This article originally appeared in Humber EtCetera on April 8, 2016
Flora Fan had no other school on her mind than Humber College when deciding where to study in Canada this past fall.
The first-year Food and Nutrition program student from China fell in love with Canada while visiting Vancouver in 2012. She has always wanted to come back and study here.
Fan is one of the 3,400 international students attending Humber from more than 100 countries. What immediately caught her attention was the fact that it is Canada’s largest college, but she was also intrigued by what her program offers.
“The courses designed to my program interest me and equips me with necessary knowledge for my career,” Fan said.
Humber has a new International Centre in the North campus LRC that helps international students with enrollment, study permits and adjusting to living in Canada.
Fan said that at times, being far from home can be lonely but added Humber offers many services to make the adjustment easier. One big thing that helps her and fellow students adjust, Fan said, are the clubs run by international students.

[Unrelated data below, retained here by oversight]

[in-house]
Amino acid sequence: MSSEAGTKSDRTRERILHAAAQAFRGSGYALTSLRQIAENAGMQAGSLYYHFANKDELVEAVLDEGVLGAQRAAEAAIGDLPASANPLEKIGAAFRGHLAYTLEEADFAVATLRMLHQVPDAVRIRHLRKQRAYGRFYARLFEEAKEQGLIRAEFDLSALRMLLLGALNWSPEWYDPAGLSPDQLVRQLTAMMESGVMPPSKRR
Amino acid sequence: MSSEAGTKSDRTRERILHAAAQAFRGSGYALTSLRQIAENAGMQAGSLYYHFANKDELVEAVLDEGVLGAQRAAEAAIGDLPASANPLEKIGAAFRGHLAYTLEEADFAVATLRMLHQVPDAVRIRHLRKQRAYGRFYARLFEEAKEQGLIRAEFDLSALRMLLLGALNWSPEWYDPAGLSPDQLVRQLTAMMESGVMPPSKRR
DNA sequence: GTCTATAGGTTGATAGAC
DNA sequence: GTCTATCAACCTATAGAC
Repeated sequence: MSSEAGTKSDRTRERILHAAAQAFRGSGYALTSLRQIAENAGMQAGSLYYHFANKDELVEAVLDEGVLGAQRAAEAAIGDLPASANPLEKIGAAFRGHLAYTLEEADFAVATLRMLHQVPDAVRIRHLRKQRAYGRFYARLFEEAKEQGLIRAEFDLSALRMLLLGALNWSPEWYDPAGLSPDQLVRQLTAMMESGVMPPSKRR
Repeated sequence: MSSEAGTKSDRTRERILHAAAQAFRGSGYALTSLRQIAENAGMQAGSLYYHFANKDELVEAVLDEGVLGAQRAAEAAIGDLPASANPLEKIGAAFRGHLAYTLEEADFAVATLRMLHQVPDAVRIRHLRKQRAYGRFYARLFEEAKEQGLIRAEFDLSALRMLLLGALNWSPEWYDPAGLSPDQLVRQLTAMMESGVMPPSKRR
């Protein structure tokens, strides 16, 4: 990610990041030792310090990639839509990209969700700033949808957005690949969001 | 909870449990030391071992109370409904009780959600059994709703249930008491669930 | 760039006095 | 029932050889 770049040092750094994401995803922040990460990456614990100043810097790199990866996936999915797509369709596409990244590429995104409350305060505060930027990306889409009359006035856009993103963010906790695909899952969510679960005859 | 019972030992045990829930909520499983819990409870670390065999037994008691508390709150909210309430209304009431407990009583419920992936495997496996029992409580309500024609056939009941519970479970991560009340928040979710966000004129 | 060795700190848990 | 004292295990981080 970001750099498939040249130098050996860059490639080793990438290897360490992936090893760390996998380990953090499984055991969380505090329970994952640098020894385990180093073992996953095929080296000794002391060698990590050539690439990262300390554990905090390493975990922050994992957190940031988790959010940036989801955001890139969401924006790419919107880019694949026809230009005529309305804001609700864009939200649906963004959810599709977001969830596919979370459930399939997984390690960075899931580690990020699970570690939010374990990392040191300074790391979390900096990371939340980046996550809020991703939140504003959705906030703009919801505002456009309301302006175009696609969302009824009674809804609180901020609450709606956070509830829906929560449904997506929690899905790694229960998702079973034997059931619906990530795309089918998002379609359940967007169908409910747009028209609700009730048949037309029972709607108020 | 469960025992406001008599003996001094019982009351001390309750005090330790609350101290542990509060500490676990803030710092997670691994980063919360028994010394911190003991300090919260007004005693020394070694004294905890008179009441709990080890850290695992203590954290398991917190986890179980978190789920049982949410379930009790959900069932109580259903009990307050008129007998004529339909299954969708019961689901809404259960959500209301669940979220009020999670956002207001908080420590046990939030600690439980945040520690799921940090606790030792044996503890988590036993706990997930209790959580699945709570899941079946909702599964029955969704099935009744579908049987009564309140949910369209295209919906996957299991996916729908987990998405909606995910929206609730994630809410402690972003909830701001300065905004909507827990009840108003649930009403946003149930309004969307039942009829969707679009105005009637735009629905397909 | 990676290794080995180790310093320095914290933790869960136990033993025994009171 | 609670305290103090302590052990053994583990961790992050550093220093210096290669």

“The clubs are like a family for students from different countries,” she said.
Anastasia Kvasniuk, a first-year architecture student from Russia, found Humber’s school spirit and short commute to downtown to be very important to her when choosing her school.
“I toured many schools in the area,” she said. “Humber was the only one that was close to downtown, had crazy school spirit for their sports and had a nice residence building.” Humber has international recruiters who each specialize in a continent. They travel to their assigned continent for two to six weeks to expose potential students to information about Humber and encourage them to apply.
Linda Chao, associate director and Asia International Recruiter of 10 years, said the diversity within and outside of Humber is one of the main attractions for international students coming here to study.
“It is a very diverse area, many international students have family who live close by,” Chao said.
International and Canadian students being together in classes is a great way for both parties to learn about each other’s cultures and lifestyles and can help give a better understanding of where they come from and why they chose to come to Canada, she said.